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Should men extend chivalry/chivalrous courtesies to women in the workplace?

Do you as a male 🐠 perform these for your female colleagues? Female 🐠, do you expect your male colleagues to?

likehelpful
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Female here. Some nuances to add:

Doors: I hold doors for everyone, but it’s less about male/female. I’ll hold it open and let them through first if it’s someone with their hands full, elderly/handicapped, etc. For everyone else, I just hold it so it doesn’t fully shut after me for someone. I would appreciate the same courtesy, but “overdo” it and it gets creepy.

Elevators: Closest to the door off first. Doors are automatic so strength or a free hand are issues. Mostly just no time to wait for anyone to twiddle their thumb.

Luggage: I’m tall so it’s not usually a problem to reach my baggage in the overhead, but if I weren’t, I sure as heck would love the help. Being a consultant, I pack light, but on the rare occasions I’m visibly struggling to get it up there, I appreciate someone noticing and offering a helping hand. (That said, I know at least one girl who would get frustrated by their own “weakness” and will bite your head off if you helped her - but frankly even I’m annoyed at how men and women alike feel like they have to walk on their tiptoes around her lest she get offended by something.)

TL;DR: In general a helping hand because I have my hands full or am visibly struggling is nice - that’s common courtesy, and I’d do that for others, male or female. When a guy is obviously doing something Just because I’m a woman, that’s strange and uncomfortable, and frankly being asked to walk ahead for not other apparent reason may even make me think I’m being ogled.

likehelpful

This! I just get annoyed when someone’s helpfulness is more of a disruption than a courtesy. I hate the awkward overdo holding the door because I’m a woman. I now hold the door for my male colleagues every time, saying - after you gentlemen.

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Some of us are appreciative, and somewhat expect chivalry. I would just suggest to lead with chivalry and adjust to the response of each woman on and individual basis. We have ladies chewing crayons in the back of the classroom on this post; fighting to be treated like men and not observing how most of the high ranking female partners are using their power of femininity to advance in all facets of life 🤣.

Guessing most of us (men and women) chose consulting because we come from or have aspirations to ascend to the upper middle class or higher and chivalry is a norm for those higher classes in the the US. When we travel to other countries for work, do we get offended by their cultural norms (given it’s not blatant sexual harassment)? I take issue with being paid less for the same work and at the same performance level. Understanding and assimilating to cultural norms, not really.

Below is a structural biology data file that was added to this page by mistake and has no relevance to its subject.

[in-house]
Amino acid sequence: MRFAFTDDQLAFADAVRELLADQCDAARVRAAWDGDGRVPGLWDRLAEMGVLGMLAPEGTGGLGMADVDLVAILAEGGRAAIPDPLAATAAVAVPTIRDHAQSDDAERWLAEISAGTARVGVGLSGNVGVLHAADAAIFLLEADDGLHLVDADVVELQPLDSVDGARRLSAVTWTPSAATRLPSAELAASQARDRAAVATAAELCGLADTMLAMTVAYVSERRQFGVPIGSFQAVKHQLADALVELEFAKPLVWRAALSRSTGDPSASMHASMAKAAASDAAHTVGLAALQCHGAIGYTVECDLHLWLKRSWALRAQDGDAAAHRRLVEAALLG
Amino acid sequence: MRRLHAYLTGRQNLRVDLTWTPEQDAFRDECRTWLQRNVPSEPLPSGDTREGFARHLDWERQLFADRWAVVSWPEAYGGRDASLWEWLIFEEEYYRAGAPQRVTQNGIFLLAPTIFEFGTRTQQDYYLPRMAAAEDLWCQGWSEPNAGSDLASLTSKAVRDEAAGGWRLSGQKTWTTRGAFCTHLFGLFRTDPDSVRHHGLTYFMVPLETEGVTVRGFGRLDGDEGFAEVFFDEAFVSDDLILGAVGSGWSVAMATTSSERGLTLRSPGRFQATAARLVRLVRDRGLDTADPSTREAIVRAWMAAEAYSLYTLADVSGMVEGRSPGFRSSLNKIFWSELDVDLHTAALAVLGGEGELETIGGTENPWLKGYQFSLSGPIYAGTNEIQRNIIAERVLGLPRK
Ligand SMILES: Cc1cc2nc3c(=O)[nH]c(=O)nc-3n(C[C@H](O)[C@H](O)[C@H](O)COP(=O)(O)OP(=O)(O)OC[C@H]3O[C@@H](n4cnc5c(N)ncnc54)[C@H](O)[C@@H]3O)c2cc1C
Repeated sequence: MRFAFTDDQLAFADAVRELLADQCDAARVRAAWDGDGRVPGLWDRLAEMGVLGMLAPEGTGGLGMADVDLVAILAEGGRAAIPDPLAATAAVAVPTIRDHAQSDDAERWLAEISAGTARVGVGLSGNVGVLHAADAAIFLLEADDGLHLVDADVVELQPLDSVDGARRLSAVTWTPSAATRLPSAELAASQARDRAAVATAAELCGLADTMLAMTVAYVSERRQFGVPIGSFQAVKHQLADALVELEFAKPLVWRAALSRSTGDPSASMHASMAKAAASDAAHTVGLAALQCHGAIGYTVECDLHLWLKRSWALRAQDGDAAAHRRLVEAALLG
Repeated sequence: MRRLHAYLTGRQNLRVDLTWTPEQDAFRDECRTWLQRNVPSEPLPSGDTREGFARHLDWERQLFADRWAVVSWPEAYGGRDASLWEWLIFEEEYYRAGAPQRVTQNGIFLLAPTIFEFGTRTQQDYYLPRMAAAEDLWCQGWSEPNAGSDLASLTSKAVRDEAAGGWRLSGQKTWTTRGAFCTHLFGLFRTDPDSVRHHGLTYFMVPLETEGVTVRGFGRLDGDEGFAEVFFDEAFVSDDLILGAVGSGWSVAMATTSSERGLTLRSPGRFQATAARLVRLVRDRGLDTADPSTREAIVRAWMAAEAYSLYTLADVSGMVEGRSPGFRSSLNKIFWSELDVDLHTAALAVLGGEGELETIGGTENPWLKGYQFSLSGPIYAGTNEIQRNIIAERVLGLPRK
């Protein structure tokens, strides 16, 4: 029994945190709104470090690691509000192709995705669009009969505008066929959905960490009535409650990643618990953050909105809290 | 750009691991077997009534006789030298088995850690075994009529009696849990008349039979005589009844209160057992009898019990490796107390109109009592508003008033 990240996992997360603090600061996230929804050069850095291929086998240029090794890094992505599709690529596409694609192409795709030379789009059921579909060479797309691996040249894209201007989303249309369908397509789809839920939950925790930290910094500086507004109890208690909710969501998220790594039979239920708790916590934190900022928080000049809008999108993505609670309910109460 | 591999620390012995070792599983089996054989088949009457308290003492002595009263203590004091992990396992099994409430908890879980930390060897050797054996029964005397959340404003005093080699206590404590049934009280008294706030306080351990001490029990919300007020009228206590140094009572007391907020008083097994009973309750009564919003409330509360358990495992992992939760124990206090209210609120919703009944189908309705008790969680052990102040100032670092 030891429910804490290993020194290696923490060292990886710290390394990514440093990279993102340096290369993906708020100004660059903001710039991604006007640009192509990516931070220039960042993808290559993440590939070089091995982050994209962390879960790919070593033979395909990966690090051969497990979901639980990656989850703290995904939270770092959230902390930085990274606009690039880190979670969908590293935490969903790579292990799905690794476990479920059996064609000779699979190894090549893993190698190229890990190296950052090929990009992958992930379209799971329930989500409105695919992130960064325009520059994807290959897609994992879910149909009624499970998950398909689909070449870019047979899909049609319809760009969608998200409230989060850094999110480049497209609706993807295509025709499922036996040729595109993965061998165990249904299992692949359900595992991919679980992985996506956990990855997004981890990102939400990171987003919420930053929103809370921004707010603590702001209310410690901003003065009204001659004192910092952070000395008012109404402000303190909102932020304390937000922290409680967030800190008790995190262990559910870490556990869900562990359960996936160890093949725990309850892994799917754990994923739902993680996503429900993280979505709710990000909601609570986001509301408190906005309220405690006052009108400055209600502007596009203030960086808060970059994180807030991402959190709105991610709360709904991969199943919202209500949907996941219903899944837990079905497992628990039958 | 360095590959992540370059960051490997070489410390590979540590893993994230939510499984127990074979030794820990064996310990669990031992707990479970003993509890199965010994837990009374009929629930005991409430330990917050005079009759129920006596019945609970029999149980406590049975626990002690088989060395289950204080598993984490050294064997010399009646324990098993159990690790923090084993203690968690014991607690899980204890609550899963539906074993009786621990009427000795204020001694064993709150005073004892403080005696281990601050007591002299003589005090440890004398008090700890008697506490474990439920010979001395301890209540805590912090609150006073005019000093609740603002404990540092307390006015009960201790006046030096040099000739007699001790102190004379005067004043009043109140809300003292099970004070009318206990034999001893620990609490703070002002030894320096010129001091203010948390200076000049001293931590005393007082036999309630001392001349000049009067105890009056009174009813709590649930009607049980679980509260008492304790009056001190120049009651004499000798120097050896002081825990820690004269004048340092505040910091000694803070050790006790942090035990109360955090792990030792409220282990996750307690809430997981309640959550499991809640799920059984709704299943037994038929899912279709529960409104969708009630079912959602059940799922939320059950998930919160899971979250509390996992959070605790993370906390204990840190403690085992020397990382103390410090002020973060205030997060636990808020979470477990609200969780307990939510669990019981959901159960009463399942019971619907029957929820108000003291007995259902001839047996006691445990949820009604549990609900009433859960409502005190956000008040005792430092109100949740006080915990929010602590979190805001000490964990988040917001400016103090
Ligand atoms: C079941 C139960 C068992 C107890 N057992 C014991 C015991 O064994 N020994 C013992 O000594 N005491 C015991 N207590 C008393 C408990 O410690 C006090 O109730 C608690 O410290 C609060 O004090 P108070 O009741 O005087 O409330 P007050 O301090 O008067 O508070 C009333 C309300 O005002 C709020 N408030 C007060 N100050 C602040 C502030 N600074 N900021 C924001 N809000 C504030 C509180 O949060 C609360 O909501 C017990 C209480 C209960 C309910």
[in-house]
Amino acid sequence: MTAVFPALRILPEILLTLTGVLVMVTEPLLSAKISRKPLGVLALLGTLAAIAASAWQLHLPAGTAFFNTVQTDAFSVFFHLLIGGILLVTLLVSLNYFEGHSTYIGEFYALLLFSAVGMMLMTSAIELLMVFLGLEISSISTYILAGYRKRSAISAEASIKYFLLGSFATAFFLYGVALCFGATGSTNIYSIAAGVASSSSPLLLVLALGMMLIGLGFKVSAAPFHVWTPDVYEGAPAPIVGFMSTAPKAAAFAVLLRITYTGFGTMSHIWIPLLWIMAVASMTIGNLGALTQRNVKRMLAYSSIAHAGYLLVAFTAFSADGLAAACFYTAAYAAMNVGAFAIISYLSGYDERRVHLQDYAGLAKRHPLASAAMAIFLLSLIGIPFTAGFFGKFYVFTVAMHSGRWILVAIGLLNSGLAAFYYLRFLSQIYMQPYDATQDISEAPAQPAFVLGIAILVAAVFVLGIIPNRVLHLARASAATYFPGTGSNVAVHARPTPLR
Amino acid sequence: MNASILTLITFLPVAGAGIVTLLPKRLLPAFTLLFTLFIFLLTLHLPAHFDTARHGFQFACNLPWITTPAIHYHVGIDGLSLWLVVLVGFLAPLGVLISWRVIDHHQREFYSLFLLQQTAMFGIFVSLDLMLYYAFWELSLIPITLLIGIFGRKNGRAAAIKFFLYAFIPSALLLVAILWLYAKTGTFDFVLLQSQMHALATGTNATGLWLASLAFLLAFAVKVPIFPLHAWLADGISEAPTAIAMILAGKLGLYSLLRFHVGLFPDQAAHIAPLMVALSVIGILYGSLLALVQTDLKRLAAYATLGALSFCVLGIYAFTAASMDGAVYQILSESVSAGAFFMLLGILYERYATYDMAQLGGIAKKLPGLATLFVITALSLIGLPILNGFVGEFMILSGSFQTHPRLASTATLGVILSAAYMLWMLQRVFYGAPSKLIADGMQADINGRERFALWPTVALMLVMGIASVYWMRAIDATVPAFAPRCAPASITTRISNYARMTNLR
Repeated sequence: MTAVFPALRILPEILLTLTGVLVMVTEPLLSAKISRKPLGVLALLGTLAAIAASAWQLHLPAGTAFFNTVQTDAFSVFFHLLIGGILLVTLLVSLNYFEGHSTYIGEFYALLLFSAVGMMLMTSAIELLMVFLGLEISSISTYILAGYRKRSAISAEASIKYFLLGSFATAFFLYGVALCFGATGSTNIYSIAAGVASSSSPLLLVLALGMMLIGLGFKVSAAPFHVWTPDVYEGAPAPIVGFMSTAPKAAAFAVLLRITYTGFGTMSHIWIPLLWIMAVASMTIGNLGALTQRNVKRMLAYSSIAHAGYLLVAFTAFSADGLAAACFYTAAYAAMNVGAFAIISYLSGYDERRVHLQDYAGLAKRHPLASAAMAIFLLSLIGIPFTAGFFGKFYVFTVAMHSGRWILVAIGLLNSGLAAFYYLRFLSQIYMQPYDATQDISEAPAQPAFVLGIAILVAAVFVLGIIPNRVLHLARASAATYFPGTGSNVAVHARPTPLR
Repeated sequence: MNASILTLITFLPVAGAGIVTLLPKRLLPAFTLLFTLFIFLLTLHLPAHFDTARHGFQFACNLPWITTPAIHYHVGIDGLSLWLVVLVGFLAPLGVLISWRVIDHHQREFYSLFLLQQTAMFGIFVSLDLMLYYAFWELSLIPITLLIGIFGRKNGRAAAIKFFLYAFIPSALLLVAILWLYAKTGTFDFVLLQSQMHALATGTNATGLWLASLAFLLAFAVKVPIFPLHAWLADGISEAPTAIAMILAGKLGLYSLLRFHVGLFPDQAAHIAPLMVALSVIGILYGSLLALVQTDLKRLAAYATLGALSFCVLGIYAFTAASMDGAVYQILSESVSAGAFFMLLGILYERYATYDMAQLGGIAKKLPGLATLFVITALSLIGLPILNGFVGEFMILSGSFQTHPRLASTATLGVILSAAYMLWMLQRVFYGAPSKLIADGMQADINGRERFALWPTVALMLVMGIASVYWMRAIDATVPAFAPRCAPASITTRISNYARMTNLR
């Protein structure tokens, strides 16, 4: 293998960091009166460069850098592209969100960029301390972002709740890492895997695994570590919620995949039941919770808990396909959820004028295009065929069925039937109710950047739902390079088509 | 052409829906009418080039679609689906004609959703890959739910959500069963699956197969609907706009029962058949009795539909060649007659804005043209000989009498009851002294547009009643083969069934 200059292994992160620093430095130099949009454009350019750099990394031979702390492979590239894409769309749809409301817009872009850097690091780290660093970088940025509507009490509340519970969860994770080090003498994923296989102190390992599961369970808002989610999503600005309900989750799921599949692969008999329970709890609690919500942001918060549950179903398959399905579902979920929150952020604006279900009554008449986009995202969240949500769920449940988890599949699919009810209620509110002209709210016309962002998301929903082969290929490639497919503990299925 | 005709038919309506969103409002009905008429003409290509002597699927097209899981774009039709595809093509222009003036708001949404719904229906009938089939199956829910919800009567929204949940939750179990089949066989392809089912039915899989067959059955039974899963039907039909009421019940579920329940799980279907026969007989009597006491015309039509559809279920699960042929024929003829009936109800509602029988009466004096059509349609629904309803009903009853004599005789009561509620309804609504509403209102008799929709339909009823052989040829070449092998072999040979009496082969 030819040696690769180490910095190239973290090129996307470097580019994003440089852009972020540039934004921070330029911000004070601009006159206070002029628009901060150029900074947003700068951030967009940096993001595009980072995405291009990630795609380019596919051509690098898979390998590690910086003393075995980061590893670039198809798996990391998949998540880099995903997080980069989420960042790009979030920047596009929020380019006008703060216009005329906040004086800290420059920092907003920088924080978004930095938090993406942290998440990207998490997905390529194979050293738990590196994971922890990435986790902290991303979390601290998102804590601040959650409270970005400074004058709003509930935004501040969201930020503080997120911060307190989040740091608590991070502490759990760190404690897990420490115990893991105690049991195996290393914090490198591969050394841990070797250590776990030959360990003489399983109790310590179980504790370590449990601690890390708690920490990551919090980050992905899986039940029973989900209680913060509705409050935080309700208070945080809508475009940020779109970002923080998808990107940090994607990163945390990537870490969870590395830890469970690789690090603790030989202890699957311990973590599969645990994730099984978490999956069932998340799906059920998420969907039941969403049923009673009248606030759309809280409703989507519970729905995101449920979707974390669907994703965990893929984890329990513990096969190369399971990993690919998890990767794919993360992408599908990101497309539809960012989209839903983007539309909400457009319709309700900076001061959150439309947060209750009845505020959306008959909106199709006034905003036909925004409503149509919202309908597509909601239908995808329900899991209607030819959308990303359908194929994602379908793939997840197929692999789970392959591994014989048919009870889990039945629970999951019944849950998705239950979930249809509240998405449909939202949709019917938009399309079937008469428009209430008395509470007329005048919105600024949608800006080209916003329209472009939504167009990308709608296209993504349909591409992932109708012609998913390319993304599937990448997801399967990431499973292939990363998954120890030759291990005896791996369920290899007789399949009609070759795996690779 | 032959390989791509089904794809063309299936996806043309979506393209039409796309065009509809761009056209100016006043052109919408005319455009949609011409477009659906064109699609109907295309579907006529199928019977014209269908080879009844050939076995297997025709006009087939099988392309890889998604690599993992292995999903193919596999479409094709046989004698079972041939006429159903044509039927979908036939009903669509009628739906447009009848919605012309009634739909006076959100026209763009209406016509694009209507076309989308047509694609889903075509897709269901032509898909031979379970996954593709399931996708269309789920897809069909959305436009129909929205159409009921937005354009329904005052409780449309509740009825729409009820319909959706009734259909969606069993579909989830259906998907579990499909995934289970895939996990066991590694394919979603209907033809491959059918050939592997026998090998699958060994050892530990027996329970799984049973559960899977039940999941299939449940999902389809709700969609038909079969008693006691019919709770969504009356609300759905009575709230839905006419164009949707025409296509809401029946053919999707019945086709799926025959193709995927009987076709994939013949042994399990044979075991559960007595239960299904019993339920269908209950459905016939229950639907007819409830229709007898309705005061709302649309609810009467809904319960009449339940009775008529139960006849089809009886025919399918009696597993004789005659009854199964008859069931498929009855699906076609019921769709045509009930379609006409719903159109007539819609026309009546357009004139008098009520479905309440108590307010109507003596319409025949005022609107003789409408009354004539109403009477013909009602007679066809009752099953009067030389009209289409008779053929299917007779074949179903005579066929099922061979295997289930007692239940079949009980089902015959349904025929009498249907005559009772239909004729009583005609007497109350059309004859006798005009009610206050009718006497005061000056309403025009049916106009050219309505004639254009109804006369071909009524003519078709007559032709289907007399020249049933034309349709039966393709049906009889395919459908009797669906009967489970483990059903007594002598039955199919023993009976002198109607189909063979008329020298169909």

Regarding the infamous elevator debacle: a feminine woman will always position herself in the front of the elevator, nearest to the door and allow others to flow in behind her. I noticed chivalrous men usually file to the back of the elevator. Usually no issues when everyone is on code. Problem solved on trying to figure out who gets off first and the efficiency of elevator debarkation 🤷‍♀️?

likefunny

M4, appreciate your perspective. I was speaking generally about cultural norms and understand their are exceptions. Generally, I wouldn’t get offended by cultural norms that are meant to be simple gestures of respect/etiquette (instead of meaning to devalue/degrade a class of citizens).

Regarding women leveraging their feminine qualities as strengths, isn’t this the point of the new “D&I culture” - bringing diverse perspectives to the table to be high performing and collectively succeed? I would think this most relevant in our trade. I’m just speaking from life experiences and observations.

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All professionals should extend professional courtesies to all professionals...irrespective of gender.

If you hold the door for a lady, why would you let it slam on a guy?

Be an equal opportunity nice person

likefunnyupliftingsmart

Well said!

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General rules of etiquette that I live by in the workplace...
1. Hold doors for anyone if they’re within 15-20 feet.
2. If I’m closest to the elevator (either getting on or off) I’ll stick my arm out and hold the door for everyone to get on or off.
3. Never comment on anyone’s appearance (unless it’s something easily fixable like food in the teeth).
4. No compliments unless it’s about their work product.
5. Offer to walk a female coworker to her car if it’s late and we’re on friendly enough terms.
6. Handshakes only. Unless it’s a friend that I haven’t seen in a while and it’s understood that a hug is the way to go. Otherwise, nobody wants to be touched and squeezed by a colleague.
7. Finally, interact with EVERYONE as if my mom is watching or will hear what I said/wrote.

So I think it’s basically just keep your hands and thoughts to yourself and treat everyone like you would want your mom/sister/dad/significant other to be treated in the workplace.

likesmartfunnyupliftinghelpful

Re: luggage. Are you only asking women if they need assistance with their luggage? If so, ask yourself why? Why are you asking women if they need assistance with luggage?

I, as a woman, am quite capable in lifting, moving, and managing my own luggage. If there is nothing obvious that would give you the perception that I would need help (height of loading bin, hands full, broken arm, etc.) why else would you think I couldn’t manage my luggage except because I’m a woman.

Yes there are folks that help everyone- men and women alike. I try to keep that in mind when men offer to help.

I mainly see it in elevators, where women are given priority. As a woman, I don't expect it from a chivalry point of view, but I expect people will do it based on past experience... so I've learned to walk out first so it isn't awkward or inefficient.